A resource to help students learn engineering systems thinking
This project’s resources were originally developed for students of ENGGEN 303 at the University of Auckland. The project was implemented collaboratively by a team of teachers from the Faculty of Engineering lead by Cody Mankelow at the University of Auckland.
These resources might be useful to teachers of engineering systems thinking and teachers of project management.
The project was supported by the SEED Fund grants for 2017.
For similar projects, see: Writing code the visual and kinaesthetic way and Learning by writing using scenario-based questions.
Cody Mankelow explains the background of this project: “EngGen 303 is a compulsory third-year BE(Hons) course with a cohort of circa 700, expected to grow to 1,000 over the next few years. It teaches project management through engineering systems thinking. The course also addresses teamwork and sets the foundations for the following year’s compulsory EngGen 403 course, which teaches engineering students business practices. Both 303 and 403 are designed to equip students with the non-technical tools and professional skills necessary to work in the engineering field after graduation.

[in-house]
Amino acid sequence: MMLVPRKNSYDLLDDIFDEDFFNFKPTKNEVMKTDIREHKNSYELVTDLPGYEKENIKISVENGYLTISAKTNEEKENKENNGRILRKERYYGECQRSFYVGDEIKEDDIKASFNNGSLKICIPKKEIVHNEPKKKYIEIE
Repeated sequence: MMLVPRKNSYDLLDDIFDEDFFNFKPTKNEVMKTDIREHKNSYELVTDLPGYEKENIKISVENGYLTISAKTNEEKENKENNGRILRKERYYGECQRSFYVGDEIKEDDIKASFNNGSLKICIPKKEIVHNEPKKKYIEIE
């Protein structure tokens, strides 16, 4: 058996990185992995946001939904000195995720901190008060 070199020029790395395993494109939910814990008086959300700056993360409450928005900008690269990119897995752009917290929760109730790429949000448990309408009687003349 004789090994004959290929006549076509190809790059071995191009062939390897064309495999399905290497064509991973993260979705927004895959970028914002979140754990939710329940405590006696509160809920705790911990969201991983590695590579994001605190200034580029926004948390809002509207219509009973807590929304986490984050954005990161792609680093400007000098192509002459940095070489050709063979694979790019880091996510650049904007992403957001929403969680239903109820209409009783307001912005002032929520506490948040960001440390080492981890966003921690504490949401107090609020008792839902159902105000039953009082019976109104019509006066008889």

Engineering systems thinking is a topic difficult to teach in the conventional manner. This is because it is based around soft skills which are most effectively learnt via experience supplemented with guidance. Our current teaching model consists of lectures, tutorials, and a project-based assignment carried out by large teams of approximately 10-20 students. The project-based assignment requires students to analyse an open-ended project brief and generate an industry-style report. These reports describe the approach the students would take, a determination of the feasibility of the options they have generated, and an implementation plan. Students are often challenged by the project as they have had little experience executing the specific elements required for generating the overall report.